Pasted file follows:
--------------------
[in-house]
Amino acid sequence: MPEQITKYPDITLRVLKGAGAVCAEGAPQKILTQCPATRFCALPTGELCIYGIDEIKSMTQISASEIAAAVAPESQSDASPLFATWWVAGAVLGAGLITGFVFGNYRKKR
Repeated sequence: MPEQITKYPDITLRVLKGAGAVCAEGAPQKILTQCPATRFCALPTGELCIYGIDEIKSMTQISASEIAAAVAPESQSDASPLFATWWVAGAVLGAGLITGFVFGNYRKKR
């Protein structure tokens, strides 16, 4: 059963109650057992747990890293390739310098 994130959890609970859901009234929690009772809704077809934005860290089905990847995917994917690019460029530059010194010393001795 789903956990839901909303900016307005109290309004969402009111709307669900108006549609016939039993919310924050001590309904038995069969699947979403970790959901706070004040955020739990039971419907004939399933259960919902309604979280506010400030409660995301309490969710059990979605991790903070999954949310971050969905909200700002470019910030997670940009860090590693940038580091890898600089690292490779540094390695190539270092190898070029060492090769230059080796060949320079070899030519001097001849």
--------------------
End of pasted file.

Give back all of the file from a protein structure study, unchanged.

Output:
[in-house]
Amino acid sequence: MPEQITKYPDITLRVLKGAGAVCAEGAPQKILTQCPATRFCALPTGELCIYGIDEIKSMTQISASEIAAAVAPESQSDASPLFATWWVAGAVLGAGLITGFVFGNYRKKR
Repeated sequence: MPEQITKYPDITLRVLKGAGAVCAEGAPQKILTQCPATRFCALPTGELCIYGIDEIKSMTQISASEIAAAVAPESQSDASPLFATWWVAGAVLGAGLITGFVFGNYRKKR
């Protein structure tokens, strides 16, 4: 059963109650057992747990890293390739310098 994130959890609970859901009234929690009772809704077809934005860290089905990847995917994917690019460029530059010194010393001795 789903956990839901909303900016307005109290309004969402009111709307669900108006549609016939039993919310924050001590309904038995069969699947979403970790959901706070004040955020739990039971419907004939399933259960919902309604979280506010400030409660995301309490969710059990979605991790903070999954949310971050969905909200700002470019910030997670940009860090590693940038580091890898600089690292490779540094390695190539270092190898070029060492090769230059080796060949320079070899030519001097001849």